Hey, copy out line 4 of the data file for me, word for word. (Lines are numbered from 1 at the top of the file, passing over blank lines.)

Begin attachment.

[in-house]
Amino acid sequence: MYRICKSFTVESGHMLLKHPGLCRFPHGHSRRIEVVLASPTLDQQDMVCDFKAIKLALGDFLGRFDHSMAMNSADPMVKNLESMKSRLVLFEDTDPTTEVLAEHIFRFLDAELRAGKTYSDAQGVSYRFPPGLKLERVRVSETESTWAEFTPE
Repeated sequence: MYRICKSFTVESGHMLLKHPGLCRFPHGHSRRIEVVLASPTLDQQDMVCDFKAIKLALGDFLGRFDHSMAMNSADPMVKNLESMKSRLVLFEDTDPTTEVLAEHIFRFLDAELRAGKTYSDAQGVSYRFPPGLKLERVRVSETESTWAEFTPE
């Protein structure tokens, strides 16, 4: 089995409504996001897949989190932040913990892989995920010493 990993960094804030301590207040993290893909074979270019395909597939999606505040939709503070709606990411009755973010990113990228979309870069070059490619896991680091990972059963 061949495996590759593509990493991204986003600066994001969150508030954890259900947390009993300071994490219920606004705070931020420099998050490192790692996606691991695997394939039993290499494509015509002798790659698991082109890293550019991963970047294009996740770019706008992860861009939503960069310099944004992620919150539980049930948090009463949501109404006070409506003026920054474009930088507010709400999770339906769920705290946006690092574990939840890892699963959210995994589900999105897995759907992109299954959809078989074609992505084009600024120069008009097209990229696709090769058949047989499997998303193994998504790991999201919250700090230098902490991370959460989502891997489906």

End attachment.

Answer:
């Protein structure tokens, strides 16, 4: 089995409504996001897949989190932040913990892989995920010493 990993960094804030301590207040993290893909074979270019395909597939999606505040939709503070709606990411009755973010990113990228979309870069070059490619896991680091990972059963 061949495996590759593509990493991204986003600066994001969150508030954890259900947390009993300071994490219920606004705070931020420099998050490192790692996606691991695997394939039993290499494509015509002798790659698991082109890293550019991963970047294009996740770019706008992860861009939503960069310099944004992620919150539980049930948090009463949501109404006070409506003026920054474009930088507010709400999770339906769920705290946006690092574990939840890892699963959210995994589900999105897995759907992109299954959809078989074609992505084009600024120069008009097209990229696709090769058949047989499997998303193994998504790991999201919250700090230098902490991370959460989502891997489906």